Categories
AJAX

AJAX Auto Complete

Few sites these days are using AJAX Auto Complete to help users filter known choices or reduce typing.  As more AJAX libraries are released this practice should appear more frequently. Autocomplete generally comes in two flavors; Local Auto Complete and remote or server based auto complete.  Local auto complete loads all the data locally into memory and then parses/pages through the data entirely in JavaScript.  Server based auto complete like Google Suggest send async queries to a server as the user types.  Local autocomplete works well when the entire data set is small enough to process at once think hundred’s or thousand’s or items.  Ten’s of thousands may be possible depending on how complex the data and what type of matching is used.  Prefix matching requires less processing that a full search for prefix, sufix, and contains matches.  The Yahoo UI Team has posted a design pattern on Auto Complete and plan to release code as part of their UI Library. script.aculo.us includes support for both Local and Server autocomplete.  They have a few demos posted that you can try yourself.

UPDATE: A couple demo’s of my own:

YubNub Suggest
Dojo Autocomplete

Categories
AJAX JavaScript

YubNub Suggest

YubNub has been around for sometime. I went looking for a Suggest version that would autocomplete common commands. I did a few searches and all I came up with was DashNub which is an OSX Widget.  Using script.aculo.us‘s autocomplete code and the XML feed for the YubNub Golden Eggs. My YubNub example now has basic autocomplete.  Any YubNub command can be used but autocomplete only works for the 400-500 Golden Eggs.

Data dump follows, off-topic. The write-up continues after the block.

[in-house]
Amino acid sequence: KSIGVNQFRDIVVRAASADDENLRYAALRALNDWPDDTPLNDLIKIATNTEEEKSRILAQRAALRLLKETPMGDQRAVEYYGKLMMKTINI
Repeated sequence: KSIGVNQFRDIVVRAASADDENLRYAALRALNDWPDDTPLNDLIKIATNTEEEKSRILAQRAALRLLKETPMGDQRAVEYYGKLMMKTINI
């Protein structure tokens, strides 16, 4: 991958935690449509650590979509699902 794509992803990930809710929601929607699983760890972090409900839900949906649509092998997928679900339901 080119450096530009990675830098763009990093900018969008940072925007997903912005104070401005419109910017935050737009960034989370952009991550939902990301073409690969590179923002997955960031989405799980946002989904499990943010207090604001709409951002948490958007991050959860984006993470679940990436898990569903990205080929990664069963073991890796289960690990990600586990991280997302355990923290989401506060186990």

YubNub Suggest

Note:
 – It’s only been tested in Firefox 1.5.01

TODO:
 – Test in other browsers
 – Add descriptions to each command
 – Allow selecting with arrow keys

Categories
AJAX Firefox Plugins

AJAX Developers Toolbox – Firefox plugins

Earlier I wrote about a few developer must have’s for AJAX coders. There are several useful plugins to Firefox that also come to mind.  Venkman, the JavaScript debugger leads the list, but since I covered it here, we don’t need to list it again.

  • Console2 – With the introduction of Firefox 1.5 the clutter in the standard JavaScript Console increase many fold.  Primarily due to the inclusion of CSS warnings in the error output.  Console2 provides several levels of filters, to give the developer only the messages they want to see.  It also allows the suppression of duplicate messages to keep the console clean in those pesky situations when a little JS or DHTML code goes sideways.

               "Console² let’s you display errors filtered by type (Errors, Warnings, Messages), language (JavaScript, CSS, XML) and context (Chrome, Content). Furthermore it provides a simple search box (as seen in the History and Bookmarks sidebars) and some accessibility improvements."

  • Web Developer – The Swiss Army Knife of web developer add-ons.  A huge feature list including the ability to selectively disable certian browser features, deeper view on images, forms, CSS, and page structure.  Some of these functions are available via Firefox’s menus but having them one click away in this centralized toolbar saves time.  For AJAX or DHTML authors the ‘View Generated Source’ option let’s you take a look at the full source of the page in it’s current state.  The next extension takes this particular ability to the next level.
  • DOM Inspector – The DOM inspector let’s you search and pick apart the DOM of a particular page of application.  Provides a tree view of the document or you can use the pointer to select a particular element on the page a drill down from there.  Although not a true extension since it ships by default on Firefox it’s a must have for any web developer working on a complex application.  Wether it’s trying to find the ID of a particular dynamic element or just trying to see the CSS styles on a div the DOM inspector always makes easy work of the task.